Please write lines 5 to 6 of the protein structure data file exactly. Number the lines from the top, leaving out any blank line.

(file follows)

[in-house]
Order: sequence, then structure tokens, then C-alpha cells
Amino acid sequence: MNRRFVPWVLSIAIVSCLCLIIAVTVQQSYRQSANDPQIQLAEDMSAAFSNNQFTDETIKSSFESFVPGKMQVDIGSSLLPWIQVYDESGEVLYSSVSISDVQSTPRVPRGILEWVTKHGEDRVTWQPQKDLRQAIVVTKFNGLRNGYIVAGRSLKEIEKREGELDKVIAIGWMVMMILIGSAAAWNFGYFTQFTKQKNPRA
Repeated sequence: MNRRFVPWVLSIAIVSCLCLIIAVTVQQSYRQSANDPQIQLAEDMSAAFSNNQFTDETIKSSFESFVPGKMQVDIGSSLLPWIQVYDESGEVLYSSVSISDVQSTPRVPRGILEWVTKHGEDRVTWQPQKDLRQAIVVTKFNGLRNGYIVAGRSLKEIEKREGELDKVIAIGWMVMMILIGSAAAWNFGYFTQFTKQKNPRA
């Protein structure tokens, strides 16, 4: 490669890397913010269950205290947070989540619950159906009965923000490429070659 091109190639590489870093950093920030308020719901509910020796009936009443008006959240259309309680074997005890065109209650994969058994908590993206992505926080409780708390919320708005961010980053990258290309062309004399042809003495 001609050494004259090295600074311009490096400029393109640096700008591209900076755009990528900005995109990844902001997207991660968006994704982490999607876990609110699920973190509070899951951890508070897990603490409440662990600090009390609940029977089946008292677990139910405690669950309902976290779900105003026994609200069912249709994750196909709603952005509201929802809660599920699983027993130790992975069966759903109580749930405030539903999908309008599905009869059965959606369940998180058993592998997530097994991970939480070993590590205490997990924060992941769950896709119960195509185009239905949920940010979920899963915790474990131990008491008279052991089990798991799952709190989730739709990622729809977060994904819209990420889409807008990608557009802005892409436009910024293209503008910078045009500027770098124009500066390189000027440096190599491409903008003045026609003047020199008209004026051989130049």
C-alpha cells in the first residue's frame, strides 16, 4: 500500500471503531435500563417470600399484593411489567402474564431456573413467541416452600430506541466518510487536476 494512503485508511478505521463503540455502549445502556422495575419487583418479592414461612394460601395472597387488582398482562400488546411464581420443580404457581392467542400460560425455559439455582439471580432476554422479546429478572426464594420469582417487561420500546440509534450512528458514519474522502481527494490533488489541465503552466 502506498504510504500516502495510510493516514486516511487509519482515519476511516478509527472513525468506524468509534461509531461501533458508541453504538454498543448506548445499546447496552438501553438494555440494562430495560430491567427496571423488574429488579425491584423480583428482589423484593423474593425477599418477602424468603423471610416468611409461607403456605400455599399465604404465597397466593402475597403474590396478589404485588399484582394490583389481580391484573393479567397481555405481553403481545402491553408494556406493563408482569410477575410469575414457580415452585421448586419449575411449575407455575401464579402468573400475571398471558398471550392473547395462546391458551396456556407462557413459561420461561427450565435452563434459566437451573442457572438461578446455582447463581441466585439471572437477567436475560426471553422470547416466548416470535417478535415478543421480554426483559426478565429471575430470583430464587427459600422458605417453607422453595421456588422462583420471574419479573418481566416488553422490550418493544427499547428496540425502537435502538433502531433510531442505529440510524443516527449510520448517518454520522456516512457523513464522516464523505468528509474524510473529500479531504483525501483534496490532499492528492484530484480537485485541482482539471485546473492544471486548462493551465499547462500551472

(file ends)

């Protein structure tokens, strides 16, 4: 490669890397913010269950205290947070989540619950159906009965923000490429070659 091109190639590489870093950093920030308020719901509910020796009936009443008006959240259309309680074997005890065109209650994969058994908590993206992505926080409780708390919320708005961010980053990258290309062309004399042809003495 001609050494004259090295600074311009490096400029393109640096700008591209900076755009990528900005995109990844902001997207991660968006994704982490999607876990609110699920973190509070899951951890508070897990603490409440662990600090009390609940029977089946008292677990139910405690669950309902976290779900105003026994609200069912249709994750196909709603952005509201929802809660599920699983027993130790992975069966759903109580749930405030539903999908309008599905009869059965959606369940998180058993592998997530097994991970939480070993590590205490997990924060992941769950896709119960195509185009239905949920940010979920899963915790474990131990008491008279052991089990798991799952709190989730739709990622729809977060994904819209990420889409807008990608557009802005892409436009910024293209503008910078045009500027770098124009500066390189000027440096190599491409903008003045026609003047020199008209004026051989130049």
C-alpha cells in the first residue's frame, strides 16, 4: 500500500471503531435500563417470600399484593411489567402474564431456573413467541416452600430506541466518510487536476 494512503485508511478505521463503540455502549445502556422495575419487583418479592414461612394460601395472597387488582398482562400488546411464581420443580404457581392467542400460560425455559439455582439471580432476554422479546429478572426464594420469582417487561420500546440509534450512528458514519474522502481527494490533488489541465503552466 502506498504510504500516502495510510493516514486516511487509519482515519476511516478509527472513525468506524468509534461509531461501533458508541453504538454498543448506548445499546447496552438501553438494555440494562430495560430491567427496571423488574429488579425491584423480583428482589423484593423474593425477599418477602424468603423471610416468611409461607403456605400455599399465604404465597397466593402475597403474590396478589404485588399484582394490583389481580391484573393479567397481555405481553403481545402491553408494556406493563408482569410477575410469575414457580415452585421448586419449575411449575407455575401464579402468573400475571398471558398471550392473547395462546391458551396456556407462557413459561420461561427450565435452563434459566437451573442457572438461578446455582447463581441466585439471572437477567436475560426471553422470547416466548416470535417478535415478543421480554426483559426478565429471575430470583430464587427459600422458605417453607422453595421456588422462583420471574419479573418481566416488553422490550418493544427499547428496540425502537435502538433502531433510531442505529440510524443516527449510520448517518454520522456516512457523513464522516464523505468528509474524510473529500479531504483525501483534496490532499492528492484530484480537485485541482482539471485546473492544471486548462493551465499547462500551472